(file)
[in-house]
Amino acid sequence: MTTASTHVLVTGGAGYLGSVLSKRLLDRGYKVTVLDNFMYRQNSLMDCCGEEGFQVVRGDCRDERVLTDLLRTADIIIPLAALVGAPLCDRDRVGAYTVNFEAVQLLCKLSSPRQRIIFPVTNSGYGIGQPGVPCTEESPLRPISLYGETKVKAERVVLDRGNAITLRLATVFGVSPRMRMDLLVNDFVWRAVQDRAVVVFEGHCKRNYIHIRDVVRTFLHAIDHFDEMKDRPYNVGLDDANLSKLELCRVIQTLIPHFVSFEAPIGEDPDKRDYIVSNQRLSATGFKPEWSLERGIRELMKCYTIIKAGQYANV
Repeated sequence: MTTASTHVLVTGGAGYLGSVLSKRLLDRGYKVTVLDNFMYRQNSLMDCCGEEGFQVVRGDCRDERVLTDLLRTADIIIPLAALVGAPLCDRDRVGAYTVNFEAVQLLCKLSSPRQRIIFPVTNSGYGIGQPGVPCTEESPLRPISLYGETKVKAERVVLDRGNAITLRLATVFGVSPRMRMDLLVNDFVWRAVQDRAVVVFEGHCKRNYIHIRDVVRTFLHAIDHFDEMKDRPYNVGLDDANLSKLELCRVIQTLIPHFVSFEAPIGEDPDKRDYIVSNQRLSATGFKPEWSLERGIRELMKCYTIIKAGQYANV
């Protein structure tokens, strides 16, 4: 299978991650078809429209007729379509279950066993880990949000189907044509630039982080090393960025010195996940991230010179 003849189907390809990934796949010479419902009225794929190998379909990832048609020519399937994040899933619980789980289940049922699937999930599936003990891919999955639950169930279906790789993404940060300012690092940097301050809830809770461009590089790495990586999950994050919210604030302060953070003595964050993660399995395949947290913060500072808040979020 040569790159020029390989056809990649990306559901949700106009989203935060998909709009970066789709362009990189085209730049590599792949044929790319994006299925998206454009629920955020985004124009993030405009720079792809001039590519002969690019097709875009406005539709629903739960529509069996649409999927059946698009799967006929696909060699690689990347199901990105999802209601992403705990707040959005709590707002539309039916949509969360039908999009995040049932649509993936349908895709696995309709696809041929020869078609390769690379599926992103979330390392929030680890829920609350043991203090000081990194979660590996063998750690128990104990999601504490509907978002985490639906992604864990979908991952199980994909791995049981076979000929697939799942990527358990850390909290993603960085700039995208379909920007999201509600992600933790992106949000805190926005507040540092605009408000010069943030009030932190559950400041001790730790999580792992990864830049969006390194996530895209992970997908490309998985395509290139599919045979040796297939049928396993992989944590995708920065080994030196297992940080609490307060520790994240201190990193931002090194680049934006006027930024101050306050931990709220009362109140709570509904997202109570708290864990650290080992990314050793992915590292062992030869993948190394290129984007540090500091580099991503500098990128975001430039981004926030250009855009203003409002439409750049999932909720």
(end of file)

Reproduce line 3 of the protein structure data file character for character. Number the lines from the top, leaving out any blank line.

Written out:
Repeated sequence: MTTASTHVLVTGGAGYLGSVLSKRLLDRGYKVTVLDNFMYRQNSLMDCCGEEGFQVVRGDCRDERVLTDLLRTADIIIPLAALVGAPLCDRDRVGAYTVNFEAVQLLCKLSSPRQRIIFPVTNSGYGIGQPGVPCTEESPLRPISLYGETKVKAERVVLDRGNAITLRLATVFGVSPRMRMDLLVNDFVWRAVQDRAVVVFEGHCKRNYIHIRDVVRTFLHAIDHFDEMKDRPYNVGLDDANLSKLELCRVIQTLIPHFVSFEAPIGEDPDKRDYIVSNQRLSATGFKPEWSLERGIRELMKCYTIIKAGQYANV